A Church or a Firm?
Hardly would anyone agree that a Church, through its ecclesiastical activities, could become a firm because there wouldn’t be any visible evidence to substantiate such a horrendous claim. Who is the C.E.O? Who are the Investors? Who are the shareholders? Is the Church a brand? What is the market structure like? All these questions amongst others would make one to normally conclude that there can never be a time when a Church would become a firm. But when a Church becomes latently fashioned, both structurally and functionally, in a manner that parallels with a functional firm, though alienated from the path of the true elect it has become a firm. Let us take a cursory look at some of such activities, which dominate many a Church-turned-Firm today.
First is the issue of Return-on-Investment. It is sardonic that there are Churches that practice this aberration, maybe not cautiously. This is evidenced in instances where certain individuals are distinguished from the congregation and given such VIP treatments as Church appointments, seat reservations etc., because of their enormous financial contribution to the organization (Church). In some cases, such individuals take advantage of their ‘Shareholder rights’ by determining who takes certain leadership positions in Church and can, at any time, question the authority of people they regard as their enemies. And when the recommendations of such shareholders seem to be discountenanced, they threaten to leave the Church. And since every firm strives to achieve Shareholder value and profit maximization, the management of such a Church is forced to compromise. These nabobs are the individuals who constitute various Stakeholder groups (G-8, Club 50, Council of Directors, etc.)I’ve heard of being instituted in Churches.
The next issue is that of Recapitalization Strategy. Many Churches today herald meetings, conferences, revivals through handbills, media advertising, stickers etc., which are presumed to be power-packed and intended for the uplift of the members; whereas the actual underlying motive is to glean the attendants of such meetings of whatever financial resources they may possess. They do this through the altar calls of sacrificial seed-sowing, special offerings, pledges-to-the-Most-High, etc. The money thus realized from such meetings boosts the capital base of the Church and its Leaders. And such programs may be organized subsequently depending on when ‘God desires of such a meeting’. The sardonic part of this ecclesiastical anomaly is that: one, the feedback mechanism (testimony sharing), if at all, is usually crafted in such a way that indirectly gives glory to the ‘man of God’ or to the program itself; Two, after such programs, there really isn’t any lasting significant improvement in the lives (especially spiritually) of the majority of the congregation and the leaders are often less concerned about this matter.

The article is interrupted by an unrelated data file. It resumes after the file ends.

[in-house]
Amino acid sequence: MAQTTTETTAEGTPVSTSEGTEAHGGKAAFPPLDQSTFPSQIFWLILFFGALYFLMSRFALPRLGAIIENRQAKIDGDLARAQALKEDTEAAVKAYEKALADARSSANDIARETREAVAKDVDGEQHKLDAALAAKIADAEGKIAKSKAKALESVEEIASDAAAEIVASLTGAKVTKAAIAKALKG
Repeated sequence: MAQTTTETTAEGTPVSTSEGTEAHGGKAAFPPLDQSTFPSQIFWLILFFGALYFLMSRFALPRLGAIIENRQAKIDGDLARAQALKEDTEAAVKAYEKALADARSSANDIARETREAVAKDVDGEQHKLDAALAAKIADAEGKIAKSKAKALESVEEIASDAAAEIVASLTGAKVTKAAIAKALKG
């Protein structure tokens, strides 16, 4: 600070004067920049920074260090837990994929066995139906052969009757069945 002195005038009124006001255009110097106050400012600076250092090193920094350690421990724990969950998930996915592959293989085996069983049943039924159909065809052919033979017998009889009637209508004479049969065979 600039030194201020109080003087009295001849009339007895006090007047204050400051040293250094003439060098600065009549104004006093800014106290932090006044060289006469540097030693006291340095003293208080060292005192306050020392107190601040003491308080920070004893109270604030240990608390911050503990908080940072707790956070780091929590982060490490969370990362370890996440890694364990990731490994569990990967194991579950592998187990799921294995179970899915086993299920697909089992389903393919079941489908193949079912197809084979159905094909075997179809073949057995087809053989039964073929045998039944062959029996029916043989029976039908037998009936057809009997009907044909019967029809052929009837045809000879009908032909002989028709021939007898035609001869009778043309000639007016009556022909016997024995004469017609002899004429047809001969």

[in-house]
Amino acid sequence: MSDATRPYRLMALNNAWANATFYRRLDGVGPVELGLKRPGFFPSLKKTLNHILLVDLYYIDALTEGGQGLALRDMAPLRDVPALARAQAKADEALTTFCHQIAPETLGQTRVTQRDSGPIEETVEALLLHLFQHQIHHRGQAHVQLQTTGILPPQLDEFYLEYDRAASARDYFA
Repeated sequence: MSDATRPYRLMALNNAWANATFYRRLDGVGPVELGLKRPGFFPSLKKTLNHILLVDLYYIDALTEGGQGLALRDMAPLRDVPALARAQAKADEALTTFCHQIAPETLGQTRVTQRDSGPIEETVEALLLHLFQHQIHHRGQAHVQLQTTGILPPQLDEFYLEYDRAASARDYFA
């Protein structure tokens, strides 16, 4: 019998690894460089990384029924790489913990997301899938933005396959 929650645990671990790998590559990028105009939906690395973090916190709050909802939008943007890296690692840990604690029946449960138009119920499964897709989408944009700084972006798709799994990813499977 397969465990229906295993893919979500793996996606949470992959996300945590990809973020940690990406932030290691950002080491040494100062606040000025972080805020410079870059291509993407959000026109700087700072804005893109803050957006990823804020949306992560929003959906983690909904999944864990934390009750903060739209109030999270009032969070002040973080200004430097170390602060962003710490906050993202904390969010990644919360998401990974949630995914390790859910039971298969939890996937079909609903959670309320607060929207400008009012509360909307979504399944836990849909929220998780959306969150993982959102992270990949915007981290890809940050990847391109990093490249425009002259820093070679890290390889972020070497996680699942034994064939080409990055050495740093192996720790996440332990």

Another issue worthy of note is that of Sales Promotion Strategy. Many so-called Evangelists, Outreach crews preach Church (or sometimes Christ) in the hope that their ‘converts’ would become potential members of their Churches. Some Churches even go as far as placing rewards (incentives) for members (Sales Representatives) who are able to bring more members to the Church. Why would such a Church crave for membership or, in business terms, market share? Profitability is the answer. They believe in the 4M Rule: More-Members-More-Money. I don’t think there is anything wrong in inviting a friend to Church but what I find most disturbing is when the motive behind such an act is targeted towards the potential increment in tithes, offerings and sacrificial seeds. And quite a number of Pastors constantly seek to retain their members by persuading them that there really isn’t any good Church out there and that there are many false prophets today; They also try to use various means of ‘spiritual gifts’ like prophecy, healing, etc., to hoodwink such vulnerable folks into their falsehood.
In the book of Matthew 7, Christ warns us of heretics and thieves who clad themselves in apparels of Pastors, Ministers, Evangelists, Apostles, and the like. Matthew7v15-22: "Be on your guard against false prophets; they come to you looking like sheep on the outside, but on the inside they are really like wild wolves. You will know them by what they do. Thorn bushes do not bear grapes, and briers do not bear figs. A healthy tree bears good fruit, but a poor tree bears bad fruit. A healthy tree cannot bear bad fruit, and a poor tree cannot bear good fruit. And any tree that does not bear good fruit is cut down and thrown in the fire. So then, you will know the false prophets by what they do. "Not everyone who calls me 'Lord, Lord' will enter the Kingdom of heaven, but only those who do what my Father in heaven wants them to do. When the Judgment Day comes, many will say to me, 'Lord, Lord! In your name we spoke God's message, by your name we drove out many demons and performed many miracles!' I don’t know of any ‘man of God’ who has declared himself as a false prophet.
However, Christ teaches that we can discern false prophets by their fruits. That is exactly what the word of God helps us do. It teaches guides and helps us discern falsehood. 1st John 2v27 says “But as for you, Christ has poured out his Spirit on you. As long as his Spirit remains in you, you do not need anyone to teach you. For his Spirit teaches you about everything, and what he teaches is true, not false. Obey the Spirit's teaching, then, and remain in union with Christ.” You will know if you are in a wrong gathering or not by the Spirit’s discerning power-weighing the things you hear and see with the word of God.